Information about your LGBTQ+ family: why it’s important for NDIS service providers
Information about your child’s and family’s goals, expectations, values and everyday life helps NDIS service providers work with you to support your child’s health, development and wellbeing.
Your child with disability, autism or other additional needs including developmental delay does best when the whole family helps them work towards their NDIS goals. If your child’s NDIS service providers and NDIS support workers understand what’s important to your LGBTQ+ family, they’re better able to find activities, strategies and resources that work for your family. This is what’s known as a family-centred approach.
But remember that you’re not required to disclose information about gender and sexuality to NDIS providers and workers. It’s your choice to share this information or not.
All families working with the NDIS have the right to respect and consideration for their family make-up, circumstances, arrangements and background. You can read more about LGBTQ+ inclusive NDIS experiences.
What and how much information to share about your LGBTQ+ family
It’s up to you to choose what and how much information to share about your LGBTQ+ family.
When you’re deciding what to share with your child’s NDIS service providers and NDIS support workers, you can start by thinking about what they need to know to support your child. You might tell them:
- who’s important in the life of your child – for example, the people in your child’s family of origin and your chosen family, siblings, co-parents and other people in your child’s support network
- how you want NDIS providers and workers to acknowledge and communicate with you, your child and your child’s family and support network – for example, the pronouns and names that your child uses for the special people in their life.
It’s also important to agree within your family about what to share and how to share it. If agreeing about these things is difficult for your family, you might be able to get support from friends, other LGBTQ+ families, professionals like counsellors and psychologists, and helplines.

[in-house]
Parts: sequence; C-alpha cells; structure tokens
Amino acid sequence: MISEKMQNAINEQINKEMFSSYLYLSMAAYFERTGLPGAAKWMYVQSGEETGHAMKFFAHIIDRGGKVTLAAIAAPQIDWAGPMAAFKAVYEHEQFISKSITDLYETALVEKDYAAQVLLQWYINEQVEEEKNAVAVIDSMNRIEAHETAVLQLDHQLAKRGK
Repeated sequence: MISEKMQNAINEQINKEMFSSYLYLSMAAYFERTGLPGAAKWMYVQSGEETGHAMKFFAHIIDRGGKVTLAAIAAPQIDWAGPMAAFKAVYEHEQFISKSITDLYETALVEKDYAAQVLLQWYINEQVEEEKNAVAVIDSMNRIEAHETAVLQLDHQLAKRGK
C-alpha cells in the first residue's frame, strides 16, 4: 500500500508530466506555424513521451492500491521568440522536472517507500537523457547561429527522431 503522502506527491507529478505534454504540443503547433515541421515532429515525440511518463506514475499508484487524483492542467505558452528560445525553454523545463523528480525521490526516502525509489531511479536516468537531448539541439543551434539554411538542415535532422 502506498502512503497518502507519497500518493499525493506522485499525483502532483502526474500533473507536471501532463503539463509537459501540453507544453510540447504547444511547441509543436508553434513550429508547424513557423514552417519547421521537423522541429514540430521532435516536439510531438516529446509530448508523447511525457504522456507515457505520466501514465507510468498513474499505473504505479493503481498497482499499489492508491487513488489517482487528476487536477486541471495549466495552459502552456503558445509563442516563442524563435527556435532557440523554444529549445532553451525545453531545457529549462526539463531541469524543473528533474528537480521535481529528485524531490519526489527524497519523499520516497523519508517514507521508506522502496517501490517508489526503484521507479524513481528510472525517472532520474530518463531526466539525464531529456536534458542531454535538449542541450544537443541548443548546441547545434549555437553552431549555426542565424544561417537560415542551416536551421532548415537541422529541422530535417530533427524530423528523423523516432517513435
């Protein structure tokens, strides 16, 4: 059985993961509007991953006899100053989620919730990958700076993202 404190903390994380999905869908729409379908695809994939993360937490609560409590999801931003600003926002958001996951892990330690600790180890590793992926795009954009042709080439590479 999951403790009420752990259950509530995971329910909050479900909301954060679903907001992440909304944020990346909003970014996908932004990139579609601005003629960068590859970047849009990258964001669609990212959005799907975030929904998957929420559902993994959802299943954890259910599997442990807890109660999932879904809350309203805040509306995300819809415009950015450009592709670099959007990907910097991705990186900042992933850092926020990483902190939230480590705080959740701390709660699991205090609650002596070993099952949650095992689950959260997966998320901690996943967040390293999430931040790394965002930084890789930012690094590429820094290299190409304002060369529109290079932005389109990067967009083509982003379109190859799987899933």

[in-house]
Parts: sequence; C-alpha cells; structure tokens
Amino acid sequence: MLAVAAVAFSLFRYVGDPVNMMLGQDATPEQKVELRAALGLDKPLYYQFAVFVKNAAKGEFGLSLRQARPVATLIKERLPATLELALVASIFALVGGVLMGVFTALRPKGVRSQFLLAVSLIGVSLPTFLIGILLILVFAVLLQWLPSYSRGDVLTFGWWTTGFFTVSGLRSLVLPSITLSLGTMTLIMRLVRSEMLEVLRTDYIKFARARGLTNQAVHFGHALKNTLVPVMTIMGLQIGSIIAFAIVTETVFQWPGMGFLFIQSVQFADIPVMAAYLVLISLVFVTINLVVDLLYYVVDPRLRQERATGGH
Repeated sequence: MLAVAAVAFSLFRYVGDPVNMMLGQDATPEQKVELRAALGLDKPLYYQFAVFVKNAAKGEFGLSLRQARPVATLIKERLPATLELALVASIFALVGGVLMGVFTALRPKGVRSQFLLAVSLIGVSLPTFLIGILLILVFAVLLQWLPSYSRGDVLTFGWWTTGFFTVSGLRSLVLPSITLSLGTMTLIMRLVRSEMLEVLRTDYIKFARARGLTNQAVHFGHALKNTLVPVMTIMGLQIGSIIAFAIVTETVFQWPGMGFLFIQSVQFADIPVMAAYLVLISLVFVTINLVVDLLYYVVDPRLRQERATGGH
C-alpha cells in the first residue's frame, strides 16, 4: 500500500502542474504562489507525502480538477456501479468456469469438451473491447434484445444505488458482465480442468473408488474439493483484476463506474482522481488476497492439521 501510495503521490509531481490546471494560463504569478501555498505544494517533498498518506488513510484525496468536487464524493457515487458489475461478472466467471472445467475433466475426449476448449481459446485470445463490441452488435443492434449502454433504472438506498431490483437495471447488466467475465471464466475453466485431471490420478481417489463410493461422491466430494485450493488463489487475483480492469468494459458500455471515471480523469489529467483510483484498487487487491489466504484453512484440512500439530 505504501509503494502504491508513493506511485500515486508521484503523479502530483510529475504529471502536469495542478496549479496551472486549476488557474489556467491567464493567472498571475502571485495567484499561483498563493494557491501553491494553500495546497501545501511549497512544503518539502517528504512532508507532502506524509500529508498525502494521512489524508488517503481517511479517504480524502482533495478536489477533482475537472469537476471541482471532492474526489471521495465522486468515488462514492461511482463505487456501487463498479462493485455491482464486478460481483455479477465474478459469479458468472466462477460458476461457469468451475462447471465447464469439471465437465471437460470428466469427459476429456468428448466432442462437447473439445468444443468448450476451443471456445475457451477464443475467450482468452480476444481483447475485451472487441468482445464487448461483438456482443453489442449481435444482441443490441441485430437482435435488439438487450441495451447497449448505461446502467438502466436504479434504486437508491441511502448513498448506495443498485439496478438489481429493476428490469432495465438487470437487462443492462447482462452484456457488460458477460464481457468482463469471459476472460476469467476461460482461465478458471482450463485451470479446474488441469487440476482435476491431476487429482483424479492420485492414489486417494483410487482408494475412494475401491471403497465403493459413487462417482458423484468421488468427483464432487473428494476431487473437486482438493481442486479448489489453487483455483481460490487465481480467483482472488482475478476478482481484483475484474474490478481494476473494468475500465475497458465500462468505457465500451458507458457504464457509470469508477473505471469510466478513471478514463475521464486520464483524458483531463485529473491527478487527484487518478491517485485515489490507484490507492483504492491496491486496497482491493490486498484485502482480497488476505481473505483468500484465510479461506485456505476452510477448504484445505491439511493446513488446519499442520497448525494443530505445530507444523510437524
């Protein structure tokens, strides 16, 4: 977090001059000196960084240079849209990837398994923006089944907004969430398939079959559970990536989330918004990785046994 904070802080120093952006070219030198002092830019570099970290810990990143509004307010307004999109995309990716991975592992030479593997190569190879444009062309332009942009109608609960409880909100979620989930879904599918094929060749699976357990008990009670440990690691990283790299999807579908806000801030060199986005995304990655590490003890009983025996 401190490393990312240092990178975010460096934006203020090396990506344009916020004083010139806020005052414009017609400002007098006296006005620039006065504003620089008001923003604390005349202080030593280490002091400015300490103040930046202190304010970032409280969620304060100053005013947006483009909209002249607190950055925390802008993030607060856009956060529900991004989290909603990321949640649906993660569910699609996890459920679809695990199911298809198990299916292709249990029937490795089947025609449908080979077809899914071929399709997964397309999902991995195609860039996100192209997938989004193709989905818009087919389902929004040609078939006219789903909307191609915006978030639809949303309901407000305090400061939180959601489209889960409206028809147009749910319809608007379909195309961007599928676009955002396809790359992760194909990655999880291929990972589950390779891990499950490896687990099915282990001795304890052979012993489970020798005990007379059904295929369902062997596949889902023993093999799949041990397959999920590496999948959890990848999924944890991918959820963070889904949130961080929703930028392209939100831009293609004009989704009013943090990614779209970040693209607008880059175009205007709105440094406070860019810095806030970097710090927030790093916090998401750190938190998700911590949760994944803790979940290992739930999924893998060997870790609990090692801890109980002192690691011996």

If you need support to talk about your family with your child’s NDIS providers and workers, you can take someone with you – for example, a family member, friend or advocate.
Partnerships with professionals can take time and a lot of open, two-way communication to develop. If you get new support workers, you’ll probably have to tell your story again. This can be an opportunity to highlight what’s important to your child and family and to benefit from the fresh perspectives a new worker can bring.
Helping your child communicate about their LGBTQ+ family
Your child might need help communicating about their LGBTQ+ family with NDIS service providers and NDIS support workers. Here are some ideas:
- Help your child understand that they can be themselves with the NDIS and that they and their family will be respected and valued. For example, if a therapist is surprised when your child says they have two mums, you could say, ‘It’s OK. They just don’t know our family yet’.
- If your child uses communication aids or a sign language, make sure that NDIS providers and workers understand these tools and the signs or functions that your child uses to talk about their family.
- Look out for and respond to cues about your child’s feelings. For example, if your child looks uncomfortable talking about something, you could check on their feelings privately and work out how to help.